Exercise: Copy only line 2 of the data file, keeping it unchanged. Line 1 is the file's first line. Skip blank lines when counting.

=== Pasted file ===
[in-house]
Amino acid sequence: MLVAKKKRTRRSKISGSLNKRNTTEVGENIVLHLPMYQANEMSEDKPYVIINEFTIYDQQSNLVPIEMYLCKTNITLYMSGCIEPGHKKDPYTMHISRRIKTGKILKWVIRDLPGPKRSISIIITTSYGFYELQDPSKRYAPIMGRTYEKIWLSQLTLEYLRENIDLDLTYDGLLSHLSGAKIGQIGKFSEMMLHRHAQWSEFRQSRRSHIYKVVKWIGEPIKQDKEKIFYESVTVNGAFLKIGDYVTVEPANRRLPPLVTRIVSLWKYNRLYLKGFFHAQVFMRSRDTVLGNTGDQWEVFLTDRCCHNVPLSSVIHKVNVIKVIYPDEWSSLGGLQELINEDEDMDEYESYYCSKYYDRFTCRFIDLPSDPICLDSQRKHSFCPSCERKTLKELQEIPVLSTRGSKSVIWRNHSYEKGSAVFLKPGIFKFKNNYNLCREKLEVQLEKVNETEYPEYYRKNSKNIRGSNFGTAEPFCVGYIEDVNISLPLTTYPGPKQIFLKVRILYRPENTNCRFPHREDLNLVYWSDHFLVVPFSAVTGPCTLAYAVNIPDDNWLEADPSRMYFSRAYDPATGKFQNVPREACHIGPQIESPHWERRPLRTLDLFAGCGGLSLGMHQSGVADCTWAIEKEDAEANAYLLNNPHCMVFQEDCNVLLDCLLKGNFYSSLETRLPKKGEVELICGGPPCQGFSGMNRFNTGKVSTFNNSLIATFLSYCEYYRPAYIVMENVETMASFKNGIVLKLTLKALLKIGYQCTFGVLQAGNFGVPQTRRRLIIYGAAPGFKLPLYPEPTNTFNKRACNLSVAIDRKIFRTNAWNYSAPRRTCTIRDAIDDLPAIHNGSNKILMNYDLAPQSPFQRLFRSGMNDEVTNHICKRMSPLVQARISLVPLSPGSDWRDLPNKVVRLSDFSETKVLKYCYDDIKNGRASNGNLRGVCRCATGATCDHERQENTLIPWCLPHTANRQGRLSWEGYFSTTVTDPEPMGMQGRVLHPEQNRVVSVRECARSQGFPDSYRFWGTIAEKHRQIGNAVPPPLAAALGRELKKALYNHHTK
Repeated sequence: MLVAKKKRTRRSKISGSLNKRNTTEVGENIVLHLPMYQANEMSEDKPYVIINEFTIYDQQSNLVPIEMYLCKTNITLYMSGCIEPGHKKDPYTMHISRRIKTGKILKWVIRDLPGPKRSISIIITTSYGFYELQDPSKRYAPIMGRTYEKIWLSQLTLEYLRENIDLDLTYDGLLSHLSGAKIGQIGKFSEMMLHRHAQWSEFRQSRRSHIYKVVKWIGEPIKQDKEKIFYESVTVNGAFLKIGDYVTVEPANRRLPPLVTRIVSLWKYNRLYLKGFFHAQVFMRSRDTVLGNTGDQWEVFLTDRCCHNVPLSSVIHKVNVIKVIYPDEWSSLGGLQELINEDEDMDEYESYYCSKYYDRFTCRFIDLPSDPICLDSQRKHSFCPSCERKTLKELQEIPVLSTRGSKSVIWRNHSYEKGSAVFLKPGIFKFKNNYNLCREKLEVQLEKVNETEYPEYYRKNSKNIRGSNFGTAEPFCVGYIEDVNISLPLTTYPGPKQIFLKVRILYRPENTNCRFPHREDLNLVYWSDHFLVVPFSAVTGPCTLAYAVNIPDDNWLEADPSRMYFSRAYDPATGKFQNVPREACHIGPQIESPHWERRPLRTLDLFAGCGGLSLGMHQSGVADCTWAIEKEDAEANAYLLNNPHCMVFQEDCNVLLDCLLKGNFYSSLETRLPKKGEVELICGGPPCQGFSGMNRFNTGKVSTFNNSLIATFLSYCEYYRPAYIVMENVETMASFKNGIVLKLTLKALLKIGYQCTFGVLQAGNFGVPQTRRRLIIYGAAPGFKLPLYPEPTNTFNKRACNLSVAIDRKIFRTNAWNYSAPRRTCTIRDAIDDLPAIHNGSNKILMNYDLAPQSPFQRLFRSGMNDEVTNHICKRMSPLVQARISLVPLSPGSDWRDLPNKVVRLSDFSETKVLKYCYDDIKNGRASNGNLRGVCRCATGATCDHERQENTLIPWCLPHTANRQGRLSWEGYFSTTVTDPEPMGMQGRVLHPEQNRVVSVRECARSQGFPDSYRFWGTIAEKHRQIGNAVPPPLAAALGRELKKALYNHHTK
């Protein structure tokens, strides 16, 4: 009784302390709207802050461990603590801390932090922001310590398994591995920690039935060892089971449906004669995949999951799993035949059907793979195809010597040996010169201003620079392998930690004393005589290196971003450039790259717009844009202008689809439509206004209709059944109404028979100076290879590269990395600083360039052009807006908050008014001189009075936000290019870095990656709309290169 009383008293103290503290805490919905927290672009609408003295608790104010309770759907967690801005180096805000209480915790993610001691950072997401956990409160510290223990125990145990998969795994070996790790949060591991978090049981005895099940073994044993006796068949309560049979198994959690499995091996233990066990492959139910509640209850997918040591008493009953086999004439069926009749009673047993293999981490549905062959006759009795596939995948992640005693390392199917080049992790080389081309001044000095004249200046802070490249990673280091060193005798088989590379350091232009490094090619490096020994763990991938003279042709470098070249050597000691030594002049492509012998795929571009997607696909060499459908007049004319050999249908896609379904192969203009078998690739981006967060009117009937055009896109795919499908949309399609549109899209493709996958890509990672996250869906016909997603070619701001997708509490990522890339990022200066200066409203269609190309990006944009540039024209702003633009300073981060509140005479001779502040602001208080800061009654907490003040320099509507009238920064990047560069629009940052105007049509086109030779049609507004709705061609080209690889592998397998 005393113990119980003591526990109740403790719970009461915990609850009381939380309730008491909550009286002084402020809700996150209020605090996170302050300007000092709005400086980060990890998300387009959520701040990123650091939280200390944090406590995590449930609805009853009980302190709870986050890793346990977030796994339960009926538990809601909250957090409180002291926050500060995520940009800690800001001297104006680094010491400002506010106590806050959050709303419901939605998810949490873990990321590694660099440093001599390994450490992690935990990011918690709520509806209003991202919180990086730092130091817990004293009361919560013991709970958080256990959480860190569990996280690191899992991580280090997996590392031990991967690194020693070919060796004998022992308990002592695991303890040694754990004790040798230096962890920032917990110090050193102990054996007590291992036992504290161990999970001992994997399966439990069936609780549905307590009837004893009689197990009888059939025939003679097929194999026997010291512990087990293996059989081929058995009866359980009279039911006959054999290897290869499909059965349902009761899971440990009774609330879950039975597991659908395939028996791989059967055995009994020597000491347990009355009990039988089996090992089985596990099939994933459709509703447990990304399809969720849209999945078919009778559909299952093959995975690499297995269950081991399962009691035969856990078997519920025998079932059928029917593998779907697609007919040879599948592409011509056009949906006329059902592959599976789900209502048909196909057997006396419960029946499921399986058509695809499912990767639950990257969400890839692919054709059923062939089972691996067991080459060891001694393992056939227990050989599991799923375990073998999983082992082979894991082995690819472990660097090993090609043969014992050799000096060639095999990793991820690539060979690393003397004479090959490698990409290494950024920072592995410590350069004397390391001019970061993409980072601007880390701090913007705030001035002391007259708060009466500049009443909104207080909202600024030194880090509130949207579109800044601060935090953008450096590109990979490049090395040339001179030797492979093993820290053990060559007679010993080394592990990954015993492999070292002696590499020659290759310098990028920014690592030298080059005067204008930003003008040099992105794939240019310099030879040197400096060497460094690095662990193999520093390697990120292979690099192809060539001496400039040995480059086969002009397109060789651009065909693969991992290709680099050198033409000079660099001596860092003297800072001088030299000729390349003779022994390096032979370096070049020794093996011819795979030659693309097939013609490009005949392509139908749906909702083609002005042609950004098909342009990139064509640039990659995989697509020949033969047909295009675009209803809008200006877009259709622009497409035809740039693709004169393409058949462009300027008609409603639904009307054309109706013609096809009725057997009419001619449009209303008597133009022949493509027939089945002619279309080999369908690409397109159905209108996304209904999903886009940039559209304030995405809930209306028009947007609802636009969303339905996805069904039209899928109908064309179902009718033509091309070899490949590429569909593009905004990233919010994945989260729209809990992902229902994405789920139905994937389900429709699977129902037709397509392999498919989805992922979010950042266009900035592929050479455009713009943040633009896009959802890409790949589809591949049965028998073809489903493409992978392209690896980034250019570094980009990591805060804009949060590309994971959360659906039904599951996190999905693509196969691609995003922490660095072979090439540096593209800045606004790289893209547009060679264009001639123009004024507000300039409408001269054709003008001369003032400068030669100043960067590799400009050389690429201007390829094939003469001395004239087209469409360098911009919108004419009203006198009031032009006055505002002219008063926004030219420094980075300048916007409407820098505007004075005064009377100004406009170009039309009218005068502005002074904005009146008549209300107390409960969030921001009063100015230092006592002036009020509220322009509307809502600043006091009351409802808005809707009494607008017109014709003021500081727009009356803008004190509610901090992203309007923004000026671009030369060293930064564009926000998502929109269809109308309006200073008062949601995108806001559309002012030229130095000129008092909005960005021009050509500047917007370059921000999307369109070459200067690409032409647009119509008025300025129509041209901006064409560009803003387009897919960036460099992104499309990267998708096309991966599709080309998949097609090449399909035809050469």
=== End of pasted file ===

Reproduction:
Amino acid sequence: MLVAKKKRTRRSKISGSLNKRNTTEVGENIVLHLPMYQANEMSEDKPYVIINEFTIYDQQSNLVPIEMYLCKTNITLYMSGCIEPGHKKDPYTMHISRRIKTGKILKWVIRDLPGPKRSISIIITTSYGFYELQDPSKRYAPIMGRTYEKIWLSQLTLEYLRENIDLDLTYDGLLSHLSGAKIGQIGKFSEMMLHRHAQWSEFRQSRRSHIYKVVKWIGEPIKQDKEKIFYESVTVNGAFLKIGDYVTVEPANRRLPPLVTRIVSLWKYNRLYLKGFFHAQVFMRSRDTVLGNTGDQWEVFLTDRCCHNVPLSSVIHKVNVIKVIYPDEWSSLGGLQELINEDEDMDEYESYYCSKYYDRFTCRFIDLPSDPICLDSQRKHSFCPSCERKTLKELQEIPVLSTRGSKSVIWRNHSYEKGSAVFLKPGIFKFKNNYNLCREKLEVQLEKVNETEYPEYYRKNSKNIRGSNFGTAEPFCVGYIEDVNISLPLTTYPGPKQIFLKVRILYRPENTNCRFPHREDLNLVYWSDHFLVVPFSAVTGPCTLAYAVNIPDDNWLEADPSRMYFSRAYDPATGKFQNVPREACHIGPQIESPHWERRPLRTLDLFAGCGGLSLGMHQSGVADCTWAIEKEDAEANAYLLNNPHCMVFQEDCNVLLDCLLKGNFYSSLETRLPKKGEVELICGGPPCQGFSGMNRFNTGKVSTFNNSLIATFLSYCEYYRPAYIVMENVETMASFKNGIVLKLTLKALLKIGYQCTFGVLQAGNFGVPQTRRRLIIYGAAPGFKLPLYPEPTNTFNKRACNLSVAIDRKIFRTNAWNYSAPRRTCTIRDAIDDLPAIHNGSNKILMNYDLAPQSPFQRLFRSGMNDEVTNHICKRMSPLVQARISLVPLSPGSDWRDLPNKVVRLSDFSETKVLKYCYDDIKNGRASNGNLRGVCRCATGATCDHERQENTLIPWCLPHTANRQGRLSWEGYFSTTVTDPEPMGMQGRVLHPEQNRVVSVRECARSQGFPDSYRFWGTIAEKHRQIGNAVPPPLAAALGRELKKALYNHHTK